Was it grandstanding or showing the millions of people who feel doomed that there's people within the government willing to fight what they consider an administration that's a threat?
We live in crazy times.
Little late to the party, I know, but it was grandstanding.
It'd be one thing if she privately conferred with the White House Counsel about a legal issue, and then resigned if they refused to listen. But that's not really what happened. The DoJ Office of Legal Counsel had already OKed it, and there was only one section that was a little thorny (restriction of legal permanent residents without due process). That section has since been resolved by clarification. Clumsily resolved, no doubt, but resolved.
What Yates did was deliver a speech stating that although the Office of Legal Counsel had OKed, it, she didn't feel the executive order was "wise" or "just." That's not what an attorney's role is. When I advise clients, I don't tell them whether I think the law is "wise" or not. I tell them what it is, and if they follow it great, and if not, well sh-t.. that's on them. You're not paying me to pontificate on grander notions of societal wisdom, you're paying me to advise you- can I legally do this, yes or no?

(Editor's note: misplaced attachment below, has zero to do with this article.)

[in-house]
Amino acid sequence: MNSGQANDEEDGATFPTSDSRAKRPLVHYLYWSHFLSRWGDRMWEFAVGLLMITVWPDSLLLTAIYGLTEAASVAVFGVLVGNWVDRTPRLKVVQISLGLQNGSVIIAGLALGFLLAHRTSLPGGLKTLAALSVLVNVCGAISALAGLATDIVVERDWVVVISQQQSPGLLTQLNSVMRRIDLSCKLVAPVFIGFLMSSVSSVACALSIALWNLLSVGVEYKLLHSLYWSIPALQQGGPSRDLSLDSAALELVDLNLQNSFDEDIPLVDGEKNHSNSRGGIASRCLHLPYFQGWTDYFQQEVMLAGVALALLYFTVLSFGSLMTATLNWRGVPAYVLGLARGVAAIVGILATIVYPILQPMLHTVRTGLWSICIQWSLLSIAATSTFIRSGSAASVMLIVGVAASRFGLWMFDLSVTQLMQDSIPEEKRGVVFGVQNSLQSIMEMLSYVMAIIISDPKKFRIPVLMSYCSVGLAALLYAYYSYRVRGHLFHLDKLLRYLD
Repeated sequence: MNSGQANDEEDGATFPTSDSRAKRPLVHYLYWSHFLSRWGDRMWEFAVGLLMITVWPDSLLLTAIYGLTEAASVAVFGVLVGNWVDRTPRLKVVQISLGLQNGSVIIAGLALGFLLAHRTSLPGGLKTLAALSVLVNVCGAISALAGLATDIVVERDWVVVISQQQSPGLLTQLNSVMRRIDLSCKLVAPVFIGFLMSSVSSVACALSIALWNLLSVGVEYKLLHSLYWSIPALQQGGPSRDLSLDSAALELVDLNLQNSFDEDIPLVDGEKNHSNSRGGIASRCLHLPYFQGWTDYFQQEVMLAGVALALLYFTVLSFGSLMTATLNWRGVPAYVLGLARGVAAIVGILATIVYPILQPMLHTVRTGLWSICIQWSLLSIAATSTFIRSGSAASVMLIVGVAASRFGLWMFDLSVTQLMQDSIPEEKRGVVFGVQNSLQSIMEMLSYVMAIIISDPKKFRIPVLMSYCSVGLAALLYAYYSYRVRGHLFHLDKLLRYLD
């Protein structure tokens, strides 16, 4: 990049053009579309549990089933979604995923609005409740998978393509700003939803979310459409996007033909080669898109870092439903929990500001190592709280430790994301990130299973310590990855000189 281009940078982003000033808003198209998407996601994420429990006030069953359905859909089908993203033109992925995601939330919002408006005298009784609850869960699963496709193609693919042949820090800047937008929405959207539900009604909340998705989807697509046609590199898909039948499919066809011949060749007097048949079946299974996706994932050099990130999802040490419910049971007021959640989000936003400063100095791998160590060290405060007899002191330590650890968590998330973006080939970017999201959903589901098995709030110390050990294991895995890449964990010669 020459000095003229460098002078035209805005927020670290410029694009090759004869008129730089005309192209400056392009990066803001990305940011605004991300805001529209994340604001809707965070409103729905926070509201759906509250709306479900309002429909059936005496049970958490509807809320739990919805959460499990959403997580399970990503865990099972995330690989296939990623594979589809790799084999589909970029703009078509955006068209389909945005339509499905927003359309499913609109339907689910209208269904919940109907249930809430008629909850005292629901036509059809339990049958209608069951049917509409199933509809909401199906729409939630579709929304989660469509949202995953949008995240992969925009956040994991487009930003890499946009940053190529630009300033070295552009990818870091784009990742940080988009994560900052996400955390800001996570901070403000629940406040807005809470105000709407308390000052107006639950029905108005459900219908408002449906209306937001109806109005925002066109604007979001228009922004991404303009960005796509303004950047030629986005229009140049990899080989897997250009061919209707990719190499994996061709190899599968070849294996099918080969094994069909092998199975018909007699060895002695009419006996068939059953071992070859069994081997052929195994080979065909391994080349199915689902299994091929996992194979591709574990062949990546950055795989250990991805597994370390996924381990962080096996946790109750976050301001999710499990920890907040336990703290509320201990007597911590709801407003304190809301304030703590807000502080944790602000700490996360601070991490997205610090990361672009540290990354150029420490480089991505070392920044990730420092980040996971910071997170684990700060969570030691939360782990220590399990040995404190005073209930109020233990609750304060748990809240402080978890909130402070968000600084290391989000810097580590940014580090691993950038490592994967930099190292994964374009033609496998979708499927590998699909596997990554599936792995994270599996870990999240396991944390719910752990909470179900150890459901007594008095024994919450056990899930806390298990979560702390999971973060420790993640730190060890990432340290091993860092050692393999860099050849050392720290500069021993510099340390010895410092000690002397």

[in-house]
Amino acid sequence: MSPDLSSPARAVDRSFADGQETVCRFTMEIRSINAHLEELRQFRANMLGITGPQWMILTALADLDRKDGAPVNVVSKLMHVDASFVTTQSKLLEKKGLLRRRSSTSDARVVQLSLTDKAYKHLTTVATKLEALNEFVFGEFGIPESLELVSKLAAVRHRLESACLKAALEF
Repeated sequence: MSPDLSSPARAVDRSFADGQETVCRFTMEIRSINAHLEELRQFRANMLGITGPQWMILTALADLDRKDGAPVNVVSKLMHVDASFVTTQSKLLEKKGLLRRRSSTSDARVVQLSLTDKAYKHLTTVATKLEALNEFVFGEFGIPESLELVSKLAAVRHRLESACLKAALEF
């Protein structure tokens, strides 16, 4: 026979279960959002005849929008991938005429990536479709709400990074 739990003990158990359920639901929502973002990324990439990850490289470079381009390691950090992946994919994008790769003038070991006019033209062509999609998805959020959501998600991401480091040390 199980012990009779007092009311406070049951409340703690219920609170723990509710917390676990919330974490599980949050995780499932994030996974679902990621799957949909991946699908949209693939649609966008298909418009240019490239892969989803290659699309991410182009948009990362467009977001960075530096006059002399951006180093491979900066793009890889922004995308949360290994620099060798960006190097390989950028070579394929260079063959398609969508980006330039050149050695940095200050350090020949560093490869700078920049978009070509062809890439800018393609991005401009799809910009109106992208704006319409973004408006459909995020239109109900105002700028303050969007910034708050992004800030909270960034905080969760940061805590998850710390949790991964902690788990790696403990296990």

Now, let's peel this back a bit and look at what's really going on. Yates was a holdover from the Obama administration. She was out once Sessions got confirmed regardless, so she saw a shot and took it. She may or may not have political aspirations, but she wasn't about to pass over an opportunity to score some points with the left while she had the chance. And to be honest, can't really blame her. I'd probably do the same in her shoes, to be honest.